Table of Contents
AAC stands for Autoclaved aerated concrete. It may be defined as a lightweight, precast, foam concrete building material appropriate for making concrete masonry unit-like blocks.
AAC blocks are made of quartz sand, calcined gypsum, lime, cement, water, and aluminum powder. AAC products are cured on heat and pressure in an autoclave.
1. Materials Used
The materials that are used in the preparation of AAC blocks are as follows:
The best cement for the preparation of AAC blocks is OPC grade 53 which sets and hardens and can hook other materials jointly.
2. Fly Ash
Fly ash is a waste industrial product utilized for the deduction of construction costs. The density of fly ash varies from 400-1800 kg/m3. It delivers thermal insulation, fire resistance, and sound absorption.
The type of fly ash utilized in Class C which includes 20% lime (CaO) and loss of ignition not be more than 6%.
Limestone is obtained either by crushing to fine powder at the AAC factory or by directly purchasing it in powder form from a merchant.
4. Aluminum Powder
Aluminum work as an expansion agent. When the raw material act with aluminum powder, the air bubble is raised due to the reaction between calcium hydroxide, aluminum, and water, and hydrogen gas is discharged.
2. Manufacturing Steps
The manufacturing steps of AAC blocks are as follows:
a. Preparation of raw materials.
b. Mixing Raw Materials
The ratio at which AAC blocks are prepared:
Fly Ash/Sand : Lime : Cement : Gypsum = 69 : 20 : 8 : 3
Aluminum is about 0.08% of total dry materials in the mix and the water ratio is 0.6 – 0.65.
c. Molding, Casting, Rising & Curing
d. Demoulding and Cutting
3. AAC Block Price
Factories of autoclaved aerated concrete prepare blocks varying in various sizes and strengths. So, the price also changes according to manufacturer, size, and strength.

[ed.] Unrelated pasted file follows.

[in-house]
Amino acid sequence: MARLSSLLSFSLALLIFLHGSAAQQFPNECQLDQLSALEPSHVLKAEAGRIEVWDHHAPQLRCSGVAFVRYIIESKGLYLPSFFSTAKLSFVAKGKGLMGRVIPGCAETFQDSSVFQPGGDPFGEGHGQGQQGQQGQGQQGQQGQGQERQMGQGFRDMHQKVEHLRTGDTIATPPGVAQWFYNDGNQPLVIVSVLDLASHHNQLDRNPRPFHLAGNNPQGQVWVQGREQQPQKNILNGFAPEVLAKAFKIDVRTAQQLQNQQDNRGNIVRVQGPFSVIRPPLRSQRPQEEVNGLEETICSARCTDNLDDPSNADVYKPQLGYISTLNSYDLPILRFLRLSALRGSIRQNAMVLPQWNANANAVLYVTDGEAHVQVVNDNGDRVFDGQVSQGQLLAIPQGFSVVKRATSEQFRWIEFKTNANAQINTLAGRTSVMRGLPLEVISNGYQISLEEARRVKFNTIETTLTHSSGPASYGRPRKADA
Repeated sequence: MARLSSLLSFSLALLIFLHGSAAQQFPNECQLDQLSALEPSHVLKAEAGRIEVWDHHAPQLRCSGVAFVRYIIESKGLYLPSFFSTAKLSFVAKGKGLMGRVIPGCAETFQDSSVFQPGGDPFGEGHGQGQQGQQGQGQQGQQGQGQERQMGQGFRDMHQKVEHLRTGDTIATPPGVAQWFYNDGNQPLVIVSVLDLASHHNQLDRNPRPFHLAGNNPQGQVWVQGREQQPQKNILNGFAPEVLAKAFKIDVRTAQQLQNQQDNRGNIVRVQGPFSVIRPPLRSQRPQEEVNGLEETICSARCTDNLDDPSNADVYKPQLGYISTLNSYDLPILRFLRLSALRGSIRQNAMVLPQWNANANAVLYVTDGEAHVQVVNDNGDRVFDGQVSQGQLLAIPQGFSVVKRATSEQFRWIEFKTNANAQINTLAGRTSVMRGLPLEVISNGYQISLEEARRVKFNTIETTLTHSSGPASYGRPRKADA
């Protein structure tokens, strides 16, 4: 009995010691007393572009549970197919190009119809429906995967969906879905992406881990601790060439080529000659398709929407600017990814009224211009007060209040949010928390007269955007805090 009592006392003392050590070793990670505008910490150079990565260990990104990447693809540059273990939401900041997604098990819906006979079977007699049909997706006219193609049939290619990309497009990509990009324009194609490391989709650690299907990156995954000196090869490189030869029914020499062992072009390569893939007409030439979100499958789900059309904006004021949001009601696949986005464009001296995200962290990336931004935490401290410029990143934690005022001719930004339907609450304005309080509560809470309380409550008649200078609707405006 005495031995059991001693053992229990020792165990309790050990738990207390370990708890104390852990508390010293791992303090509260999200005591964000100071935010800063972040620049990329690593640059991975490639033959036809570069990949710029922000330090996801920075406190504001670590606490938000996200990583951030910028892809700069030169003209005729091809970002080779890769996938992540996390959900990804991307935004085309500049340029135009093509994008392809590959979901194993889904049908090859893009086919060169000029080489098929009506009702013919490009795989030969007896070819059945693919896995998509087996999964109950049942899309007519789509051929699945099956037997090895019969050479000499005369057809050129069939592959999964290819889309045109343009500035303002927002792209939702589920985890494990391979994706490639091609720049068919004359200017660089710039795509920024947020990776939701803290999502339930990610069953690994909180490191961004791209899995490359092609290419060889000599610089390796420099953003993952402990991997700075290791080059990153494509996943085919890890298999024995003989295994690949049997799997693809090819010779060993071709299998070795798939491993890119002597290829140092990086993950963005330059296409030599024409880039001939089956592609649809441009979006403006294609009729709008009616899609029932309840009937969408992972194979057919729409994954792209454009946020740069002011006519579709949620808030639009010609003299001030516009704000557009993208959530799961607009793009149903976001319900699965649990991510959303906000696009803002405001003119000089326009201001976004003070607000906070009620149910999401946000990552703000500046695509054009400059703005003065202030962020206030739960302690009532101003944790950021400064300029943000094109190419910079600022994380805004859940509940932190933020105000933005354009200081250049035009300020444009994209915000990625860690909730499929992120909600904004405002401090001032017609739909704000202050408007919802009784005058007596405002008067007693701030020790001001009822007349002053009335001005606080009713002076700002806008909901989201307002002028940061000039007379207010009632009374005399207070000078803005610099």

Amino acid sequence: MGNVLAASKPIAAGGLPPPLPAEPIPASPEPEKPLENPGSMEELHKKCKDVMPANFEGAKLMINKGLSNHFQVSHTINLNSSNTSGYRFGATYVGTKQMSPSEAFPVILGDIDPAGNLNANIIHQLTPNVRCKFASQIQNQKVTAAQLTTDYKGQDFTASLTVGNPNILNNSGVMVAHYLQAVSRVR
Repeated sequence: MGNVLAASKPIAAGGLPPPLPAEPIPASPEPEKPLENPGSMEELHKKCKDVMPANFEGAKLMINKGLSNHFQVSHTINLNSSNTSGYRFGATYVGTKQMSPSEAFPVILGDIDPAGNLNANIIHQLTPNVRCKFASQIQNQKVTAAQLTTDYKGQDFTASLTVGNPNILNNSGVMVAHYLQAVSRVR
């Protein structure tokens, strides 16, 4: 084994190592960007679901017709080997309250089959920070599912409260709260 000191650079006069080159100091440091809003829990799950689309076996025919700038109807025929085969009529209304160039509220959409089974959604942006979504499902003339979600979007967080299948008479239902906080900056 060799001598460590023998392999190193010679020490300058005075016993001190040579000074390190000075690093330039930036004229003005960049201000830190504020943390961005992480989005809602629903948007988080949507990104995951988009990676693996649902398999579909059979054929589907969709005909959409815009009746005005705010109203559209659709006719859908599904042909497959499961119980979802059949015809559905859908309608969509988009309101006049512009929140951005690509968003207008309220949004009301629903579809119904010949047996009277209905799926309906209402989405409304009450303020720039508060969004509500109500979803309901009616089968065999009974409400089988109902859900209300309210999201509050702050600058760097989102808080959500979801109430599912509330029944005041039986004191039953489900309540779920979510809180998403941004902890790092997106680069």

The AAC block price for a rectangular AAC block of size (length X height X weight) of 60 cm x 20 cm x 25 cm can vary between Rs 2,000 and Rs 3,500 per cubic meter in the market.
4. Features of AAC Block
|Lightweight||50% lighter than red bricks|
|Fire resistance||Between two and six hours, based on the thickness|
|Energy efficiency||25% reduction in air-conditioning costs|
|Thermal efficiency||Three times higher than clay bricks|
|Water absorption||About 10% of its weight|
|Sound insulation||42 dB (approximately)|
|Affordable cost||Nearly one-third of the cost of regular bricks|
5. Uses Of AAC Blocks
The uses of AAC blocks are as follows:
a. Used in construction of apartments, industrial and commercial buildings.
b. Used in the construction of Internal and External walls.
c. Used where construction budget is low.
d. Used in Schools, hotels, and offices due to its excellent heat-insulating properties.
6. Properties Of AAC Blocks & Clay Brick
|Property||Units||AAC Block||Clay Brick|
|Size||mm||600 x 200 x (75 to 300),||230 x 75 x 115|
|Size Tolerance||mm||± 1.5||± 05 to 15|
|Compressive Strength||N/mm 2||3 – 4.5 (IS 2185 part 3)||2.5 to 3.5|
|Normal Dry Density||Kg / m 3||550 – 650||1800|
|Sound Reduction Index||Db||45 for 200 mm Thick Wall||50 for 230 mm Thick Wall|
|Fire Resistance||Hrs.||2 to 6 (Depending on Thickness)||2|
|Thermal Conductivity “K”||W / m-k||0.16 – 0.18||0.81|
|Drying Shrinkage||%||0.04% (Size of the block)||–|
7. Difference Between AAC Blocks and Clay Brick
The difference between AAC Blocks and Clay Brick is mentioned below:
|AAC Block||Clay Bricks|
|Cement Mortar for Plaster & Masonry||Need less due to flat, even surfaces & less number of joints||Requires more due to irregular surface and more number of joints.|